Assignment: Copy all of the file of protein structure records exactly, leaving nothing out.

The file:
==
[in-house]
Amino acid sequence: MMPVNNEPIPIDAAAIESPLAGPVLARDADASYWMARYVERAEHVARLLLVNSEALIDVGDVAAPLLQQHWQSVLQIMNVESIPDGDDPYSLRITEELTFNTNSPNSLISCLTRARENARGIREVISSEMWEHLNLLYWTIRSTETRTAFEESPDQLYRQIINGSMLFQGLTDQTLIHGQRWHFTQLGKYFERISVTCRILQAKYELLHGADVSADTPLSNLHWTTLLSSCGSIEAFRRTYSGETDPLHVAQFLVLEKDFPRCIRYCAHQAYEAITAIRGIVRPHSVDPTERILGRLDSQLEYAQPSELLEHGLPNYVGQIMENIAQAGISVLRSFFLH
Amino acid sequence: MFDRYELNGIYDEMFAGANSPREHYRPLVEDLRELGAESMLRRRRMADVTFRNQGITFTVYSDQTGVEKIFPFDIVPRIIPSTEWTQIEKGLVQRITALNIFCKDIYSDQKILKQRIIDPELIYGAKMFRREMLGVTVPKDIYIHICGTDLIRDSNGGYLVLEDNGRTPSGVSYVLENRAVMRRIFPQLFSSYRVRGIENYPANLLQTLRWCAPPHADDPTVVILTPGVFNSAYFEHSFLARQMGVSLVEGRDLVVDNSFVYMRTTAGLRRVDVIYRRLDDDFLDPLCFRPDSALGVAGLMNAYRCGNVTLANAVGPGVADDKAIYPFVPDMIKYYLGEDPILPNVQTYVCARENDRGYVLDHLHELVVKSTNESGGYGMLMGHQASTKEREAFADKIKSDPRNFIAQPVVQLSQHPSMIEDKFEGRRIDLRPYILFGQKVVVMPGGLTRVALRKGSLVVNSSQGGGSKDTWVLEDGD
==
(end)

[in-house]
Amino acid sequence: MMPVNNEPIPIDAAAIESPLAGPVLARDADASYWMARYVERAEHVARLLLVNSEALIDVGDVAAPLLQQHWQSVLQIMNVESIPDGDDPYSLRITEELTFNTNSPNSLISCLTRARENARGIREVISSEMWEHLNLLYWTIRSTETRTAFEESPDQLYRQIINGSMLFQGLTDQTLIHGQRWHFTQLGKYFERISVTCRILQAKYELLHGADVSADTPLSNLHWTTLLSSCGSIEAFRRTYSGETDPLHVAQFLVLEKDFPRCIRYCAHQAYEAITAIRGIVRPHSVDPTERILGRLDSQLEYAQPSELLEHGLPNYVGQIMENIAQAGISVLRSFFLH
Amino acid sequence: MFDRYELNGIYDEMFAGANSPREHYRPLVEDLRELGAESMLRRRRMADVTFRNQGITFTVYSDQTGVEKIFPFDIVPRIIPSTEWTQIEKGLVQRITALNIFCKDIYSDQKILKQRIIDPELIYGAKMFRREMLGVTVPKDIYIHICGTDLIRDSNGGYLVLEDNGRTPSGVSYVLENRAVMRRIFPQLFSSYRVRGIENYPANLLQTLRWCAPPHADDPTVVILTPGVFNSAYFEHSFLARQMGVSLVEGRDLVVDNSFVYMRTTAGLRRVDVIYRRLDDDFLDPLCFRPDSALGVAGLMNAYRCGNVTLANAVGPGVADDKAIYPFVPDMIKYYLGEDPILPNVQTYVCARENDRGYVLDHLHELVVKSTNESGGYGMLMGHQASTKEREAFADKIKSDPRNFIAQPVVQLSQHPSMIEDKFEGRRIDLRPYILFGQKVVVMPGGLTRVALRKGSLVVNSSQGGGSKDTWVLEDGD